The number of personal insolvencies may have fallen, but it could soon rise now the UK is back in recession.
Insolvency Service figures for the first three months of 2012 released last week showed fewer individuals in such a situation than in previous quarters, but uSwitch.com predicted the numbers will rise due to more expensive mortgages and continued wage freezes.
Personal finance expert at the site Michael Ossei said: "While this news may be a glimmer of hope in the same week that it was announced the UK has entered a double-dip recession, it's likely the light will be extinguished in the coming months."
He noted that ten mortgage providers have announced rate rises, while interest-free deals are starting to disappear.
"The next insolvency figures are likely to tell a different story," he predicted.
Mr Ossei's warning comes after Insolvency Service figures showed that 28,723 insolvencies occurred in the first quarter of 2012, down 4.7 per cent from the 29,064 seen in the final three months of 2011 – itself the lowest total for last year.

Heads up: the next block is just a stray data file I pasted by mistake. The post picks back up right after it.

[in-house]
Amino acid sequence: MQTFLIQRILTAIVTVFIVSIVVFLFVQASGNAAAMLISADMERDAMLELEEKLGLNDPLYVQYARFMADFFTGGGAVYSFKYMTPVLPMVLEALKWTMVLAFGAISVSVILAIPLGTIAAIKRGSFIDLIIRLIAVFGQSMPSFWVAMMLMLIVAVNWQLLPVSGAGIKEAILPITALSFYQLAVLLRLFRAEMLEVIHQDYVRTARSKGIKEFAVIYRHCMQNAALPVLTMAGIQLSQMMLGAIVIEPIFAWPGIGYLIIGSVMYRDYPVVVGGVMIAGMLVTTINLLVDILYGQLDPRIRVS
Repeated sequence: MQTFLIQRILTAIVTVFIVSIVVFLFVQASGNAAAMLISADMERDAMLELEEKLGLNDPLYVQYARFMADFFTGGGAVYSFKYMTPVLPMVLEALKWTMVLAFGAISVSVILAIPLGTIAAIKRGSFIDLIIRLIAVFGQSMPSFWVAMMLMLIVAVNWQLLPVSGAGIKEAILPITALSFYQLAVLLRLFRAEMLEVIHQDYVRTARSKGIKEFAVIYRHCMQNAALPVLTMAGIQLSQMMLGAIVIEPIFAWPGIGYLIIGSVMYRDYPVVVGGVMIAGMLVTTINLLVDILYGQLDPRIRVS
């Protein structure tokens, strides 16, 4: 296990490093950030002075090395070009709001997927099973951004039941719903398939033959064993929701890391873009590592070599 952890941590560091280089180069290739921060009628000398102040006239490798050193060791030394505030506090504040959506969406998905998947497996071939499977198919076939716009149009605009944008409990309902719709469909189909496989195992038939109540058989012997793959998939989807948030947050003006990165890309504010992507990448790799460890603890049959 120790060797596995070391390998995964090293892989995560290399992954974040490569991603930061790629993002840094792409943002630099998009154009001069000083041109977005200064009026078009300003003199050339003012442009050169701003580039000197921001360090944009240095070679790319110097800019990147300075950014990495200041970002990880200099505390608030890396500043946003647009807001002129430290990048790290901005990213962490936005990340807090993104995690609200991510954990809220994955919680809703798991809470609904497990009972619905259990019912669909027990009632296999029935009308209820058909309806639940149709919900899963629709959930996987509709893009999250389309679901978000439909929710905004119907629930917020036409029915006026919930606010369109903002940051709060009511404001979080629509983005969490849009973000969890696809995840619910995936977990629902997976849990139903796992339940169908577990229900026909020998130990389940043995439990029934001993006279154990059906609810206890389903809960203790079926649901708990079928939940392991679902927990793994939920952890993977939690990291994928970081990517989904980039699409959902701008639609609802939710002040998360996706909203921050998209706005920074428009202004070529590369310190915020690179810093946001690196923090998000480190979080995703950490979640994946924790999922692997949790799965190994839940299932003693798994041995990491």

Of those who did become insolvent, the first quarter figures revealed a continuing trend for consumers to choose individual voluntary arrangements (IVAs) over bankruptcy.
Not only were there more IVAs (11,694, compared to 9,132 bankruptcies), but the tally had risen 8.1 per cent year-on-year, whereas bankruptcies were down by 27.2 per cent.
Neither step is one that should be taken lightly, with both having a long-term negative effect on the ability to get future credit, although those who have got into difficulty with borrowing may be happy to do without it for some time.
While bankruptcy does mean clearing all debts, it leaves restrictions on any kind of financial services, whereas with an IVA a reduced amount is paid to creditors over a period of five years or less, with any remaining debt written off at the end of this period.
One good reason for taking an IVA is that it is a confidential agreement, whereas a bankruptcy can be publicised by the local media and will automatically be recorded in the London Gazette.
But good advice should always be sought before deciding which is the best option.
Posted by Paul Thacker